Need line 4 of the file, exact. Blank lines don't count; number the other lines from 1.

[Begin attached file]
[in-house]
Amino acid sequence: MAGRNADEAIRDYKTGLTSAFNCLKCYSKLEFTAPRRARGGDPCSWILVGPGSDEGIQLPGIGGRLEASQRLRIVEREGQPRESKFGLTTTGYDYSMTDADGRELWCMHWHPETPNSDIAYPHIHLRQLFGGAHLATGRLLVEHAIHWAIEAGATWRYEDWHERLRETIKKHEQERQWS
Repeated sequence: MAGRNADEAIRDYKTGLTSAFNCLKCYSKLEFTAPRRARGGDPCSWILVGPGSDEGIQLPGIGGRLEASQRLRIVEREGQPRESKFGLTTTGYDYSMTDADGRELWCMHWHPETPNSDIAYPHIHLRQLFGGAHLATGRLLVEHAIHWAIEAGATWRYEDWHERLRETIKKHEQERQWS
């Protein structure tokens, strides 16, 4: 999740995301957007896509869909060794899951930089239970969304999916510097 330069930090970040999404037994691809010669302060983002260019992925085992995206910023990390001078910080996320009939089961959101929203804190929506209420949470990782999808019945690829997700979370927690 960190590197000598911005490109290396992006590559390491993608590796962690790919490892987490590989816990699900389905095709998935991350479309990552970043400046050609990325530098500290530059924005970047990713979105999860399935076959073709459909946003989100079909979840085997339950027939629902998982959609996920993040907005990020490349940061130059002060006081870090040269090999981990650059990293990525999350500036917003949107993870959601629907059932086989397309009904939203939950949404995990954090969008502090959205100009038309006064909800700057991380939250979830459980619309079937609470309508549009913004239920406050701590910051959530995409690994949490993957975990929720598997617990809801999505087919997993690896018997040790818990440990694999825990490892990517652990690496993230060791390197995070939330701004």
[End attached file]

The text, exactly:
């Protein structure tokens, strides 16, 4: 999740995301957007896509869909060794899951930089239970969304999916510097 330069930090970040999404037994691809010669302060983002260019992925085992995206910023990390001078910080996320009939089961959101929203804190929506209420949470990782999808019945690829997700979370927690 960190590197000598911005490109290396992006590559390491993608590796962690790919490892987490590989816990699900389905095709998935991350479309990552970043400046050609990325530098500290530059924005970047990713979105999860399935076959073709459909946003989100079909979840085997339950027939629902998982959609996920993040907005990020490349940061130059002060006081870090040269090999981990650059990293990525999350500036917003949107993870959601629907059932086989397309009904939203939950949404995990954090969008502090959205100009038309006064909800700057991380939250979830459980619309079937609470309508549009913004239920406050701590910051959530995409690994949490993957975990929720598997617990809801999505087919997993690896018997040790818990440990694999825990490892990517652990690496993230060791390197995070939330701004």